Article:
Tonight the Wilderness Society will continue a series of community forums about the opportunity to resolve Tasmanias forest conflict. Huonville Town Hall, Huonville - 6pm.

• Phill Pullinger:

Governments Need to Act

Environment groups held a peaceful protest today at Julie Collins’ office calling on the State and Federal Governments to act to protect Tasmania’s native forests and secure a positive future for Tasmania.

The groups urged Julie Collins Federal Member for Franklin to call on the Federal Government to act to secure the protection of Tasmania’s native forests.

“It is time for Tasmania’s native forests to get the protection they deserve.  Governments must commit to securing proper protection for Tasmania’s native forests in a series of new national parks and reserves,” said Dr Phil Pullinger Director of Environment Tasmania.

Environment Tasmania is committed to the Tasmanian forest peace negotiations and is waiting to work with the State and Federal governments to deliver this once in a life time opportunity. The current process needs to be concluded expeditiously, forest workers and the environment need certainty.

Scott Jordan from the Tarkine Nation Coalition said “Tasmanian communities, will greatly benefit from the protection of Tasmania’s forests. A new Tarkine National Park has the potential to generate hundreds of nature-based tourism jobs for communities across the North-West coast.”

“Tasmania’s forests are worth more standing” said Angie McGowan from The Florentine Protection Society.
This peaceful protest today included Environment Tasmania, Australian Conservation Foundation, The Florentine Protection Society, Nature Photographers Tasmania, and the West Wellington Protection Group.

• Christine Milne:

Senator Christine Milne

Thursday 19 May 2011

Milne backs TWS. Time to get on with process

An immediate moratorium on logging Tasmanian high conservation value forests is needed to provide any hope of a good outcome in forest negotiations, Australian Greens Deputy Leader, Christine Milne said today.

“The Australian Greens fully support the Wilderness Society’s decision to temporarily suspend engagement in the statement of principles negotiations.

“TWS entered forest negotiations with the same hope felt by thousands of Tasmanians. They were buoyed by a sense of relief that an end to native logging was in sight. But now, the Giddings and Gillard governments are standing by while the foundations crumble of what could still be an historic resolution.

“It is hard to imagine why governments so in need of boosted coffers are continuing to sink millions of dollars into Forestry Tasmania and a dying native forest based industry.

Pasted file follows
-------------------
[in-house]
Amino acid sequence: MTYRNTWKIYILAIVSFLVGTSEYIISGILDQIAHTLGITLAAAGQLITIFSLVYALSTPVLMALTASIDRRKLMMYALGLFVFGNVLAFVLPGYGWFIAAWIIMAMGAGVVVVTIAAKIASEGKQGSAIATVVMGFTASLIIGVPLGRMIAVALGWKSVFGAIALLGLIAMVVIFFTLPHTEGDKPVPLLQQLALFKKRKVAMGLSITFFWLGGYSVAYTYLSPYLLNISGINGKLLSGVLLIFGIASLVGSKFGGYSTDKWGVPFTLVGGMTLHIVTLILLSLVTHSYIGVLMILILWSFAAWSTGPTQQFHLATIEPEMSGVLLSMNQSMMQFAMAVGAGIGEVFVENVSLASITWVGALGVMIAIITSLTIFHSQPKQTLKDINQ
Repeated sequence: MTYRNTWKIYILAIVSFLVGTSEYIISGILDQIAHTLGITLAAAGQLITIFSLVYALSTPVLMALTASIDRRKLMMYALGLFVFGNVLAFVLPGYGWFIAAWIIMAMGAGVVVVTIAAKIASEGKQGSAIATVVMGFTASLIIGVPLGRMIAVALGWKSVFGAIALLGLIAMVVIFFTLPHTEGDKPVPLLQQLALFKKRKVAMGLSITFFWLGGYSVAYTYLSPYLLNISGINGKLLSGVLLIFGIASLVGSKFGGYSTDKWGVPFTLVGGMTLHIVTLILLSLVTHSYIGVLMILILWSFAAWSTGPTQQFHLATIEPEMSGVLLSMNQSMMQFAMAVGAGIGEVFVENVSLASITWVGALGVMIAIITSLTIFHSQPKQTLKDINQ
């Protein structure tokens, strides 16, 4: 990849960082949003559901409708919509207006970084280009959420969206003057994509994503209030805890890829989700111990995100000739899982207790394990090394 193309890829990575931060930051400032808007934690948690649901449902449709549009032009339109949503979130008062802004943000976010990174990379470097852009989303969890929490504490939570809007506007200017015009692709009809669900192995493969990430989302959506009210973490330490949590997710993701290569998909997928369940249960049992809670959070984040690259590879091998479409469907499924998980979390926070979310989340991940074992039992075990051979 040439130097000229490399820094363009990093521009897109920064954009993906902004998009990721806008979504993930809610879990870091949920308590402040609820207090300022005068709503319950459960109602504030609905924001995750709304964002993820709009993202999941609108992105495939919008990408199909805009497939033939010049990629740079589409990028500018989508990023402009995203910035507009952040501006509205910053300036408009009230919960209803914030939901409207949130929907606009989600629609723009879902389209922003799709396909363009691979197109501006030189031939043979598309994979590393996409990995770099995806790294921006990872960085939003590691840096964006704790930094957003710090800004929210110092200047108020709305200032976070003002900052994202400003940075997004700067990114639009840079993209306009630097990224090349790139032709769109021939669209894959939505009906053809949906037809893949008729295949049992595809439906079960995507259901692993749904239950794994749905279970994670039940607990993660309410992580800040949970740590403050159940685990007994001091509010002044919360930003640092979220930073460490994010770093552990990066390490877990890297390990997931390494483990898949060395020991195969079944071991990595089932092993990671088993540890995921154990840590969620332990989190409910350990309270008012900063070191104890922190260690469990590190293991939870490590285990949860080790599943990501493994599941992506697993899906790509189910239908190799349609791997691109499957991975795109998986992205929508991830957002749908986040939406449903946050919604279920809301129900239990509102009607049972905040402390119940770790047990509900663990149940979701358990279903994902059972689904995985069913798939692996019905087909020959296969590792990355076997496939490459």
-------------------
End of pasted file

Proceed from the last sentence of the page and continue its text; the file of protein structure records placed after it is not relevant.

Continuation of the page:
“While thousands of public sector employees dread the outcome of the state budget we have Forestry Tasmania remaining a leach on the public purse.

“This is not the way to manage the precious forests. Make a stand Premier Giddings; support a forest peace deal and end Forestry Tasmania’s destruction of our pristine forests.

“A moratorium protecting 560,000 hectares of HCV forest must immediately be implemented. Without this, more groups will exit the negotiations, and more Tasmanians will grow disenchanted at the ineffective governance of our forests. It is time to get on with the process.”

• Richard Colbeck:

Shadow Parliamentary Secretary for Fisheries & Forestry
Shadow Parliamentary Secretary for Innovation, Industry and Science
19 May 2011

Conditions for Wilderness Society to rejoin talks

The Wilderness Society should only be welcomed back into Tasmania’s forestry talks if it agrees to certain conditions, Tasmanian Liberal Senator and Coalition Forestry spokesman Richard Colbeck said.

“Primarily, the Wilderness Society must be prepared to cease its continued public misrepresentation of the process,” Senator Colbeck said.

“This includes distorting the intent and purpose of the moratorium on 560,000 hectares of native forest.

“The Wilderness Society should also commit to entering into genuine negotiations rather than operating via threats and demands.

“It is well acknowledged this is a difficult process. Walking in and out of the negotiations as a tactic or on a whim is disrespectful to the other signatories.

“Some of the other participants may also have their own conditions for the Wilderness Society re-entering the process.